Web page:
Michael Dykes, IDFA president and CEO, said the most recent dietary guidelines indicate children are not receiving enough essential nutrients for growth, development, healthy immune function and overall wellness. “For years, parents and nutrition professionals have agreed that milk and dairy products must remain key building blocks in school meals,” Dykes said.
For whole grains, USDA will consider maintaining the current requirement that at least 80% of the weekly grains offered are whole grain-rich, based on ounce equivalents of grains offered, and will also consider an alternative under which all grains offered must meet the whole grain-rich requirement, except that one day each school week, schools may offer enriched grains. TheHealthy, Hunger-Free Kids Act aimed for a full 100% offering of whole-grain options.
On sodium, rather than a “big stair step down” in levels allowed for students, Dean said USDA is instead adapting to an approach of continuous improvement by making small adjustments every two years and will ultimately land where the Food and Drug Administration is recommending sodium standards relative to the dietary guidelines.
USDA expects to issue a final rule in time for schools to plan for the 2024-2025 school year, although the sodium standards would not fully take effect until the fall of 2029.
Vilsack said this “distance” before final implementation should assist schools and food product developers to come up with food solutions that meet these new guidelines. “The expectation is and will be that over a period of time products will continue to be available, products will expand in terms of their availability and new products will be developed,” he said.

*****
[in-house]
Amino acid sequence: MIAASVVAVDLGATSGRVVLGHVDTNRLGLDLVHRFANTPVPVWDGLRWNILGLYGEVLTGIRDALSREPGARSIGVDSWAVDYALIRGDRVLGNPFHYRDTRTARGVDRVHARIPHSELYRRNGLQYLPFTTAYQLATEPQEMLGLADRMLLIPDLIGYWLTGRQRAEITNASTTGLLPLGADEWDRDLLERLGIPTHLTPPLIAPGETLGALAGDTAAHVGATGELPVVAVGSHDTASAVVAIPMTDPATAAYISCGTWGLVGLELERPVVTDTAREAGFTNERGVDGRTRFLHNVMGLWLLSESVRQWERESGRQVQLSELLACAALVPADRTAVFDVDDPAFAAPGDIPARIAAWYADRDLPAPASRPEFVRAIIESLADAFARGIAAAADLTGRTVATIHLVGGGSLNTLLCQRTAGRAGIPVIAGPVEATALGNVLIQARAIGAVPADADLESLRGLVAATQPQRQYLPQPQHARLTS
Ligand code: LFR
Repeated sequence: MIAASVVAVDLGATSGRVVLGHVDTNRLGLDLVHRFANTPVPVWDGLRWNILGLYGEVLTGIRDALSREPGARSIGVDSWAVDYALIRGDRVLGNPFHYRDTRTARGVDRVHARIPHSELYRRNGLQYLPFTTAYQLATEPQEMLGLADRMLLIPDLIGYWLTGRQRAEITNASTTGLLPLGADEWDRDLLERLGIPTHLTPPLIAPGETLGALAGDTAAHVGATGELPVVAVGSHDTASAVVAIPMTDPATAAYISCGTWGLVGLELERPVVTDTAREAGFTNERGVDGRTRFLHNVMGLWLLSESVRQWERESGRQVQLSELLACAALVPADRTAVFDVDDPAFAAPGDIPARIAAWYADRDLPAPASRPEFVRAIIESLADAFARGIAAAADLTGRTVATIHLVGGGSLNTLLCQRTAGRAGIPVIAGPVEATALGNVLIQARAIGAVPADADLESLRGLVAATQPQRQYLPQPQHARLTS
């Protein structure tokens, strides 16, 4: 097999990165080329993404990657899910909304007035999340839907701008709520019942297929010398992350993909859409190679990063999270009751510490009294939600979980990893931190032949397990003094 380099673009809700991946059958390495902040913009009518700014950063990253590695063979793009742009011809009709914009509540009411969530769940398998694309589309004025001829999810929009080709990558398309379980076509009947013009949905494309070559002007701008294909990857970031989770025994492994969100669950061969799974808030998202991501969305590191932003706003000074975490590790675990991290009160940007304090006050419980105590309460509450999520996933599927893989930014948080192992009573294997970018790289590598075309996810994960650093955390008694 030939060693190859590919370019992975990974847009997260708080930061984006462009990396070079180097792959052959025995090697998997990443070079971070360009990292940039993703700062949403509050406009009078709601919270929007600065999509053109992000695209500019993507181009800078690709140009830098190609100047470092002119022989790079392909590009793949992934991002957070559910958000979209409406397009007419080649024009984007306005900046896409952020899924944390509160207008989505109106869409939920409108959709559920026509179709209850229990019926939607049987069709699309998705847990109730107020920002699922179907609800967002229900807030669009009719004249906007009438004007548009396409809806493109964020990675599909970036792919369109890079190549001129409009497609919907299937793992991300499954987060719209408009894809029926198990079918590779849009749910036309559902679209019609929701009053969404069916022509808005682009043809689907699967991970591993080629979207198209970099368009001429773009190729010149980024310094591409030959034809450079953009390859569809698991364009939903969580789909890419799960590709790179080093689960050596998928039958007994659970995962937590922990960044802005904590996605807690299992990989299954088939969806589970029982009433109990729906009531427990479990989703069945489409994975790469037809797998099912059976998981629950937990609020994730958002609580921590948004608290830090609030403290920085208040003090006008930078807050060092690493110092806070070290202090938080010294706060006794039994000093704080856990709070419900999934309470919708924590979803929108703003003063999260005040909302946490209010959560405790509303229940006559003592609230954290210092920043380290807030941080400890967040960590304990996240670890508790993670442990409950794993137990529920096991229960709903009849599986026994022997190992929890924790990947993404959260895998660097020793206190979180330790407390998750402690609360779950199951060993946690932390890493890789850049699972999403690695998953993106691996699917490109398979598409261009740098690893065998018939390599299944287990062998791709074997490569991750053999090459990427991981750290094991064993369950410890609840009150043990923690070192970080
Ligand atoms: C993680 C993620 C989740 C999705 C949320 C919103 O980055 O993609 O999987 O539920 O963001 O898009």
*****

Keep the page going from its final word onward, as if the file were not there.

Vilsack also on Friday announced a Healthy Meals Incentive initiative intended to expand nutritious food options for school meals through financial investments and collaboration with the food industry. The Healthy Meals Incentive initiative will also help increase demand from agricultural producers to provide nutritious commodities, a USDA release added.
Small and rural schools who may be faced with problems following the new guidelines will be eligible for grants of up to $150,000 each to help them improve school meal nutritional quality, Vilsack said. He also said there may also be unspent dollars provided to states in their educational accounts following the pandemic that school lunch administrators can tap into.
The Academy of Nutrition and Dietetics welcomed the proposed revisions in school nutrition standards. In a statement, Ellen Shanley, the academy’s president who is a registered dietitian nutritionist, said, “While school nutrition standards were eased during the pandemic to help programs respond to challenges, the time is right to prioritize children’s nutrition and health.”
But the School Nutrition Association, which represents school meal directors, urged USDA to maintain the current school nutrition standards rather than implement the newly proposed rules which the group said was “unachievable for most schools nationwide.”
SNA said national labor shortages and supply chain disruptions had a lasting impact on the K-12 foodservice industry, limiting manufacturers’ and distributors’ capacity to produce and stock foods that meet highly specialized school nutrition standards, which limit calories, fat and sodium.
In SNA’s 2023 School Nutrition Trends Survey of school meal program directors nationwide they found that 88.8% of respondents reported challenges obtaining sufficient menu items meeting the whole-grain, low-sodium, low-fat options to meet current standards. The survey also found that 97.8% of school nutrition directors are concerned about the availability of foods that meet sodium limits and are acceptable to students.
The Food and Nutritious Service will take comments on the proposed standards for 60 days, starting Tuesday.